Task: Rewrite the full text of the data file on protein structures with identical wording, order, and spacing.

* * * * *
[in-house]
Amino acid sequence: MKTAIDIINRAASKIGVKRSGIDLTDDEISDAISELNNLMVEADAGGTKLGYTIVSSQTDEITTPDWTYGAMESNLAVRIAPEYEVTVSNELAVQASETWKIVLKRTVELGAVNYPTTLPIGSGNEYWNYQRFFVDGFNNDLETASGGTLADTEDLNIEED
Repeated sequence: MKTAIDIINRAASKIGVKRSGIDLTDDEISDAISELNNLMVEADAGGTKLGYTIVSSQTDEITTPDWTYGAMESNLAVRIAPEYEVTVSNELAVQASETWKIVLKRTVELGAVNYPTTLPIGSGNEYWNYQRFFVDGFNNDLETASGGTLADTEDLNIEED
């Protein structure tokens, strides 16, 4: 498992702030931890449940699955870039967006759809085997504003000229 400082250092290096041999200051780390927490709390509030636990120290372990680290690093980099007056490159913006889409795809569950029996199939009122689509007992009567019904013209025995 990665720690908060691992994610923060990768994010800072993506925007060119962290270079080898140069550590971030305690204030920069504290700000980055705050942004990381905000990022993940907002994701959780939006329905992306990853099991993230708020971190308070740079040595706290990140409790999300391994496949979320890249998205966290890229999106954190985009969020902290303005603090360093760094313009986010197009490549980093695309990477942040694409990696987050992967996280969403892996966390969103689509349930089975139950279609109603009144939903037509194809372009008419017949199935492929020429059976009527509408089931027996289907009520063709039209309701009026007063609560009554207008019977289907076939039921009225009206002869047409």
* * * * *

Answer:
[in-house]
Amino acid sequence: MKTAIDIINRAASKIGVKRSGIDLTDDEISDAISELNNLMVEADAGGTKLGYTIVSSQTDEITTPDWTYGAMESNLAVRIAPEYEVTVSNELAVQASETWKIVLKRTVELGAVNYPTTLPIGSGNEYWNYQRFFVDGFNNDLETASGGTLADTEDLNIEED
Repeated sequence: MKTAIDIINRAASKIGVKRSGIDLTDDEISDAISELNNLMVEADAGGTKLGYTIVSSQTDEITTPDWTYGAMESNLAVRIAPEYEVTVSNELAVQASETWKIVLKRTVELGAVNYPTTLPIGSGNEYWNYQRFFVDGFNNDLETASGGTLADTEDLNIEED
């Protein structure tokens, strides 16, 4: 498992702030931890449940699955870039967006759809085997504003000229 400082250092290096041999200051780390927490709390509030636990120290372990680290690093980099007056490159913006889409795809569950029996199939009122689509007992009567019904013209025995 990665720690908060691992994610923060990768994010800072993506925007060119962290270079080898140069550590971030305690204030920069504290700000980055705050942004990381905000990022993940907002994701959780939006329905992306990853099991993230708020971190308070740079040595706290990140409790999300391994496949979320890249998205966290890229999106954190985009969020902290303005603090360093760094313009986010197009490549980093695309990477942040694409990696987050992967996280969403892996966390969103689509349930089975139950279609109603009144939903037509194809372009008419017949199935492929020429059976009527509408089931027996289907009520063709039209309701009026007063609560009554207008019977289907076939039921009225009206002869047409």